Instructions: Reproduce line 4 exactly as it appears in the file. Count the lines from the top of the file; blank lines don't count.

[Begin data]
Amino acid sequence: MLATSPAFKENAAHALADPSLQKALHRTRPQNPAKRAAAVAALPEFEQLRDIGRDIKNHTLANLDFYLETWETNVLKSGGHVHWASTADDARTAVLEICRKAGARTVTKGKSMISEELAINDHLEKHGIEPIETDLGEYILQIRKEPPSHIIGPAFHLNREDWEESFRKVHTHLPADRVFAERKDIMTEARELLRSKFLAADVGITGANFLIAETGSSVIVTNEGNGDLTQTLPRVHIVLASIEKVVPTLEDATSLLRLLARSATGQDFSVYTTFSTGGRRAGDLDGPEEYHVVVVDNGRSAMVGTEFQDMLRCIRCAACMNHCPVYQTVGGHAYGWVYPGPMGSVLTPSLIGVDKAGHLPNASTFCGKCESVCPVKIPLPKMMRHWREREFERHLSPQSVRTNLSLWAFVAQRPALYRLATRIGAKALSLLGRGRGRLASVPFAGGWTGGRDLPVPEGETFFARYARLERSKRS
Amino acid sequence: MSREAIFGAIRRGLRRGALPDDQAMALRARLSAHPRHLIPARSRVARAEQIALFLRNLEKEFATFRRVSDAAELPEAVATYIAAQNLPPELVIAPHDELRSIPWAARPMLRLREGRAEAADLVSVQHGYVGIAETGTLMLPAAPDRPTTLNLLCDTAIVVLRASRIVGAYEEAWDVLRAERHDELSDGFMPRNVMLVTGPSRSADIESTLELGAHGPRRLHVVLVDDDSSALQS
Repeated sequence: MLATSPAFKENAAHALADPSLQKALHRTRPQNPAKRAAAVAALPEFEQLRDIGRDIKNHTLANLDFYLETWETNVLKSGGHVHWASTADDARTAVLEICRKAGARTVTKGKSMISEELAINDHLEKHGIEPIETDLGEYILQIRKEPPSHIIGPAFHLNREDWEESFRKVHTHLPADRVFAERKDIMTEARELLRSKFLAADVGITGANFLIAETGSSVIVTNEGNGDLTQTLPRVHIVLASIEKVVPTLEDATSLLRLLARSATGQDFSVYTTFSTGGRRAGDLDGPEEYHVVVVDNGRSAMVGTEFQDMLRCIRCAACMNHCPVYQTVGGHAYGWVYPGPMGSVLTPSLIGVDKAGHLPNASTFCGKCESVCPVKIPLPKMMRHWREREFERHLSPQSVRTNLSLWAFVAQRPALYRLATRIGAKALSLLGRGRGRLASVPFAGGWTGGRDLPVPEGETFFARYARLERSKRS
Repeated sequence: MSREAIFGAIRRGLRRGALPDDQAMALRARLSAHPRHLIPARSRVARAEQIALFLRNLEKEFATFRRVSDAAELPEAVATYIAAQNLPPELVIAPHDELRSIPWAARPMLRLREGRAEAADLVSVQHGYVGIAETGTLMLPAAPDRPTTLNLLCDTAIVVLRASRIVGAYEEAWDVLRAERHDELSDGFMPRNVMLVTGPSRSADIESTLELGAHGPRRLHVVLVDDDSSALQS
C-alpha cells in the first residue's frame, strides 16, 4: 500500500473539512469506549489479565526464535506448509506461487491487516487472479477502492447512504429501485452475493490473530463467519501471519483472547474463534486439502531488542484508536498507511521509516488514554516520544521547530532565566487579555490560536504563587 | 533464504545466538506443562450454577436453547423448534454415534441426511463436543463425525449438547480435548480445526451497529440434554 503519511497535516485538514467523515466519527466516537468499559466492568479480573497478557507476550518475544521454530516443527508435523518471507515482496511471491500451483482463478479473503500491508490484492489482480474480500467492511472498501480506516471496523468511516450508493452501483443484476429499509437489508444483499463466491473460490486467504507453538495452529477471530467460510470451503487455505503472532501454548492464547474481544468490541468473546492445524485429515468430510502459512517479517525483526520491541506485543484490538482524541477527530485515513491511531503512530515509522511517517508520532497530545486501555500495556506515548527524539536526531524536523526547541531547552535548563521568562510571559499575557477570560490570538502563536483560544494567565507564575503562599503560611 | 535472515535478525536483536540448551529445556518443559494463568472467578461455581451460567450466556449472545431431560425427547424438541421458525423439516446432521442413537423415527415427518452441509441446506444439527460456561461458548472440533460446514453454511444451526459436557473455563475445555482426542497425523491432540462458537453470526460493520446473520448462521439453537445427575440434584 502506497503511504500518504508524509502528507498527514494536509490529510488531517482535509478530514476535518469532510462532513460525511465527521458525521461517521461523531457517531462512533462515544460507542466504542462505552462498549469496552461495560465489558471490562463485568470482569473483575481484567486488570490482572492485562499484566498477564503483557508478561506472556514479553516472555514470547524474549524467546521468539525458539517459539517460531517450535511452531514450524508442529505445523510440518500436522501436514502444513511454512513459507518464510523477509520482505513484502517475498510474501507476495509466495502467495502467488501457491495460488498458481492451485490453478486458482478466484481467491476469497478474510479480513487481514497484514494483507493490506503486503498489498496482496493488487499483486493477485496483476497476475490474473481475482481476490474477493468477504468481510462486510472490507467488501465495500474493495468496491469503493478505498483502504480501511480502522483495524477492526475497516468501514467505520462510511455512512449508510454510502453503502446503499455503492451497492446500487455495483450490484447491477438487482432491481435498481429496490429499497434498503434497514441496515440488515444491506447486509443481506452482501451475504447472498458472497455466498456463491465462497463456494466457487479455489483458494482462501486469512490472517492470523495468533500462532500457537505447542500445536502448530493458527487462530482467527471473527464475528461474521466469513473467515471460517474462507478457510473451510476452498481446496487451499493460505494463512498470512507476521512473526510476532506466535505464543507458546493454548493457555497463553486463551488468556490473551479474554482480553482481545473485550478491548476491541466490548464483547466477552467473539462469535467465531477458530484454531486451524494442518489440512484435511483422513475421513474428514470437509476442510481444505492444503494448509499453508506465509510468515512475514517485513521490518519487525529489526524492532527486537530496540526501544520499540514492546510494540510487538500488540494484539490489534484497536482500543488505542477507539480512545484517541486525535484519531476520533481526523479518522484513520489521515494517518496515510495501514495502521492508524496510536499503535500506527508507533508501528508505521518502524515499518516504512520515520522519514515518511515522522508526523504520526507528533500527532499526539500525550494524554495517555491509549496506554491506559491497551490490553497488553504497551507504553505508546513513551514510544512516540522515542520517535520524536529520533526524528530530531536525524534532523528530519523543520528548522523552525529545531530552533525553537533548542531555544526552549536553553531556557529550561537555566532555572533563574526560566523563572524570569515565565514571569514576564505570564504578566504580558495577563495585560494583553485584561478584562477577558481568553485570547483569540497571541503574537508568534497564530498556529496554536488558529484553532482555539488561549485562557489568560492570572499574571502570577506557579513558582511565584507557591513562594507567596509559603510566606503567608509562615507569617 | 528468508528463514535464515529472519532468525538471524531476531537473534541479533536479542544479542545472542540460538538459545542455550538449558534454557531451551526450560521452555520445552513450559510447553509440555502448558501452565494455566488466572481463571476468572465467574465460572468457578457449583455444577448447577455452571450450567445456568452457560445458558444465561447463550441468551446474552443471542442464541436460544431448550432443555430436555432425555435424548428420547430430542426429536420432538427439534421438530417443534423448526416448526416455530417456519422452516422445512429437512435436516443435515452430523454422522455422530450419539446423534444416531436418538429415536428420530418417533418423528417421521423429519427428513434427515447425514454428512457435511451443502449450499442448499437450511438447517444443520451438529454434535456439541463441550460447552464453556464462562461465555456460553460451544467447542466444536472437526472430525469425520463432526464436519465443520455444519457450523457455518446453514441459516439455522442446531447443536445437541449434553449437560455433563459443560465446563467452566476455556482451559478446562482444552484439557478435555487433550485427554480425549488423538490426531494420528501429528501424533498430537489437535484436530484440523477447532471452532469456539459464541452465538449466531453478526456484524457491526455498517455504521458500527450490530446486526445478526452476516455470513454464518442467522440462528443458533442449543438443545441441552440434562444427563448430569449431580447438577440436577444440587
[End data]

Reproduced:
Repeated sequence: MSREAIFGAIRRGLRRGALPDDQAMALRARLSAHPRHLIPARSRVARAEQIALFLRNLEKEFATFRRVSDAAELPEAVATYIAAQNLPPELVIAPHDELRSIPWAARPMLRLREGRAEAADLVSVQHGYVGIAETGTLMLPAAPDRPTTLNLLCDTAIVVLRASRIVGAYEEAWDVLRAERHDELSDGFMPRNVMLVTGPSRSADIESTLELGAHGPRRLHVVLVDDDSSALQS